Choosing Fresh Fish
To be sure the safety of seafood is being properly preserved, only buy fish that is refrigerated or properly iced. Fish should be displayed on a thick bed of fresh ice that is not melting, and preferably in a case or under some type of cover.
Fish should smell fresh and mild, not fishy, sour, or ammonia-like.
- A fish's eyes should be clear and bulge a little (except for a few naturally cloudy-eyed fish types, such as walleye pike).
- Whole fish and filets should have firm, shiny flesh and bright red gills free from slime. Dull flesh could mean the fish is old. Note: Fish fillets that have been previously frozen may have lost some of their shine, but they are fine to eat.
- The flesh should spring back when pressed.
- Fish fillets should display no darkening or drying around the edges. They should have no green or yellowish discoloration, and should not appear dry or mushy in any areas.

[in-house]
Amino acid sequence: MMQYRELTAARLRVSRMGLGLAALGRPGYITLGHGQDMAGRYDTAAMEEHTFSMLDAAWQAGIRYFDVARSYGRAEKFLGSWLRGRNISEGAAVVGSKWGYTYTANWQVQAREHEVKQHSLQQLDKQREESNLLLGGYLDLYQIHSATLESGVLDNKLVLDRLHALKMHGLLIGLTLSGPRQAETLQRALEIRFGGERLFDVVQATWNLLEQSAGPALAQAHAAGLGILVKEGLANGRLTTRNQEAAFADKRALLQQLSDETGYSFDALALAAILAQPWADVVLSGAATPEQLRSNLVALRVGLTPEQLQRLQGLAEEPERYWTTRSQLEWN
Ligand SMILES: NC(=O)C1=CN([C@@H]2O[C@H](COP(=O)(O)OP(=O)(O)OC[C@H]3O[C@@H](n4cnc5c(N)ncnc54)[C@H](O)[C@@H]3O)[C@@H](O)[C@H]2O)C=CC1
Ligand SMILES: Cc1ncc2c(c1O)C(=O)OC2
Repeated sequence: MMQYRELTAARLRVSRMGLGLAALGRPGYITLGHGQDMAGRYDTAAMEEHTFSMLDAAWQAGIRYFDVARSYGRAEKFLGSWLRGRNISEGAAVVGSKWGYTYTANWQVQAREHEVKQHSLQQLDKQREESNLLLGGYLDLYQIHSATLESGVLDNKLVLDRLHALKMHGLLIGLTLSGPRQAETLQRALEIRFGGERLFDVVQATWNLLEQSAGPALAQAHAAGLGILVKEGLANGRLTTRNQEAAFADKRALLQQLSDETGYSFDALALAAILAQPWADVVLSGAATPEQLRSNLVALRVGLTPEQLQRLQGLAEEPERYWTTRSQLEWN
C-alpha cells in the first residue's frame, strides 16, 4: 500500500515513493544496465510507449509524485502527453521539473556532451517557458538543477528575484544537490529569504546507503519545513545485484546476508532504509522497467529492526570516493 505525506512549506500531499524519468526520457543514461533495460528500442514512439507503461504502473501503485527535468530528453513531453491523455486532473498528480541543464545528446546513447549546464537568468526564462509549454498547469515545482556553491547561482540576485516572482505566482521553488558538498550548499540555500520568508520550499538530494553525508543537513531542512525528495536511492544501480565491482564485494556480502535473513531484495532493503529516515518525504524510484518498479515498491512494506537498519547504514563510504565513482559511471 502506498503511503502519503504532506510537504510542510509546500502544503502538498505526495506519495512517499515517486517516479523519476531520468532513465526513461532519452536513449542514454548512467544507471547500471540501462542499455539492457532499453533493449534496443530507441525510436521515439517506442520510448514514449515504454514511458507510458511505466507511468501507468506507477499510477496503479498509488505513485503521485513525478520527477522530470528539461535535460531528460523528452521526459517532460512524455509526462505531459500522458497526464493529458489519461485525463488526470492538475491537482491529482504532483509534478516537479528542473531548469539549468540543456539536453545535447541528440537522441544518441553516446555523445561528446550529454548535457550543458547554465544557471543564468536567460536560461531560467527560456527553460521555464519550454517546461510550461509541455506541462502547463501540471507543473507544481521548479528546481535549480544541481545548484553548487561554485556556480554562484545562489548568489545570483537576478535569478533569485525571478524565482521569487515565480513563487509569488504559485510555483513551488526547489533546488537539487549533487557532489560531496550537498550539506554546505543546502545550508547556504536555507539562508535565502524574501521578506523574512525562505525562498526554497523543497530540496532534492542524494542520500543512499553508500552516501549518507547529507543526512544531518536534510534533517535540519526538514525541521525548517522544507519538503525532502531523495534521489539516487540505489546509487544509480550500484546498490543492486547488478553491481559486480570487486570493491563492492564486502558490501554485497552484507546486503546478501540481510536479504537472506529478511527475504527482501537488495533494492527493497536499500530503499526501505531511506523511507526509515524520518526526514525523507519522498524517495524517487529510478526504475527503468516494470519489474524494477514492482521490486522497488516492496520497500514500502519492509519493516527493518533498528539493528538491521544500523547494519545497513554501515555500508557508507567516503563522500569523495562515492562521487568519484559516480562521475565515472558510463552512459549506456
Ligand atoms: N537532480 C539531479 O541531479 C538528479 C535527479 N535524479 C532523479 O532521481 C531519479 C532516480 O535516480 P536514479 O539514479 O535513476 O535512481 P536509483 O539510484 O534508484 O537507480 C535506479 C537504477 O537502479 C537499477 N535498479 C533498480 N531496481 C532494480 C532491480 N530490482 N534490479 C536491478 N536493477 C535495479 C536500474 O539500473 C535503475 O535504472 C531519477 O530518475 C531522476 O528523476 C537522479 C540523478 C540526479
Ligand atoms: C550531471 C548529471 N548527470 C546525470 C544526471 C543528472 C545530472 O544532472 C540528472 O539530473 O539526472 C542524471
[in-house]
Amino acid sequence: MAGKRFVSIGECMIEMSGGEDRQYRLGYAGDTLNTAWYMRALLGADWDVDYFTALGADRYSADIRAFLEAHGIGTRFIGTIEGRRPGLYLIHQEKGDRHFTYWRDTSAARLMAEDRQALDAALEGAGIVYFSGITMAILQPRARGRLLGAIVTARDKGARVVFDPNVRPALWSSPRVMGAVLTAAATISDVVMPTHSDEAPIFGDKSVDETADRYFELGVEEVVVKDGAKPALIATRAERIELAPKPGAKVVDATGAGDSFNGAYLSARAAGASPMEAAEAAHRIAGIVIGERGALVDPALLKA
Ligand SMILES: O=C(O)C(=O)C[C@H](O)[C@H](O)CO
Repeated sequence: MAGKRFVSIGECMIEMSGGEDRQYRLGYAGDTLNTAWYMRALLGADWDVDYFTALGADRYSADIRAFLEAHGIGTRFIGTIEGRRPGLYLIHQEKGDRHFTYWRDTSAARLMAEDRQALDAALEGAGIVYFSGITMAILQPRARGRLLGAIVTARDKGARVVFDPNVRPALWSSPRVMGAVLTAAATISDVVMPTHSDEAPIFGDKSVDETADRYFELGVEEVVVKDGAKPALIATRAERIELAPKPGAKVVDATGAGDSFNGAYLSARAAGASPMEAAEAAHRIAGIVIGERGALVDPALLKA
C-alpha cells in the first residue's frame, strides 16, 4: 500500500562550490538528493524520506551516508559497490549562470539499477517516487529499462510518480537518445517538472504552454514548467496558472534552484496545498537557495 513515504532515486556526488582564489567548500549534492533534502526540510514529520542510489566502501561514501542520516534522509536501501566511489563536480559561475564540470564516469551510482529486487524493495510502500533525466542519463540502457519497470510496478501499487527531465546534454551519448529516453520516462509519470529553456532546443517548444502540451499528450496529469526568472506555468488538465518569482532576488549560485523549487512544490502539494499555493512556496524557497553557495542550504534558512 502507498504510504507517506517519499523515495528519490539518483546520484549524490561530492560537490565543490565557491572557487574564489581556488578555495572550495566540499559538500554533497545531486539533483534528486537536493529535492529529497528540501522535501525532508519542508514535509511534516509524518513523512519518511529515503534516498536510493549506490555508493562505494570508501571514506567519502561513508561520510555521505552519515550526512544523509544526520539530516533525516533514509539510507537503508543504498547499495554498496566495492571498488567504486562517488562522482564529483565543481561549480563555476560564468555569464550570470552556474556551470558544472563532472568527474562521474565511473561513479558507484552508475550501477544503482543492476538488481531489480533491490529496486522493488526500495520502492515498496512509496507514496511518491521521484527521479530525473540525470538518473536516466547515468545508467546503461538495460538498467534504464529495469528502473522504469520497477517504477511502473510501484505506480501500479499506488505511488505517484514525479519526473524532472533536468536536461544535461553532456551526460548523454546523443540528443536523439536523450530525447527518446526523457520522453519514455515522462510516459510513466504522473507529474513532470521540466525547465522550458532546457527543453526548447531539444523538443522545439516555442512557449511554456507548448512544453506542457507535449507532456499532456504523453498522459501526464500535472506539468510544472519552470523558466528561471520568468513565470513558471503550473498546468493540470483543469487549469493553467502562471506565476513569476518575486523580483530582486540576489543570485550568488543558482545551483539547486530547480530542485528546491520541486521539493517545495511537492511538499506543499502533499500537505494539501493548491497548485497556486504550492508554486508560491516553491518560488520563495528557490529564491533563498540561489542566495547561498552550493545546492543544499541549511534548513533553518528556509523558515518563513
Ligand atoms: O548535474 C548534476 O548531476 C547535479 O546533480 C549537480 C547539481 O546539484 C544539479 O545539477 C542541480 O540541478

Put seafood on ice or in the refrigerator or freezer soon after buying it, using these guidelines for safe storage:
- If seafood will be used within two days after purchase, store it in the refrigerator.
- If seafood won't be used within two days after purchase, wrap it tightly in moisture-proof freezer paper or foil to protect it from air leaks, and store it in the freezer.
Special Health Concerns
Keep in mind that some people are at greater risk for foodborne illness, and should not eat raw or partially cooked fish or shellfish. These susceptible groups include:
- Pregnant women
- Young children
- Older adults
- Persons whose immune systems are compromised
- Persons who have decreased stomach acidity
If you are unsure of your risk, ask your healthcare provider.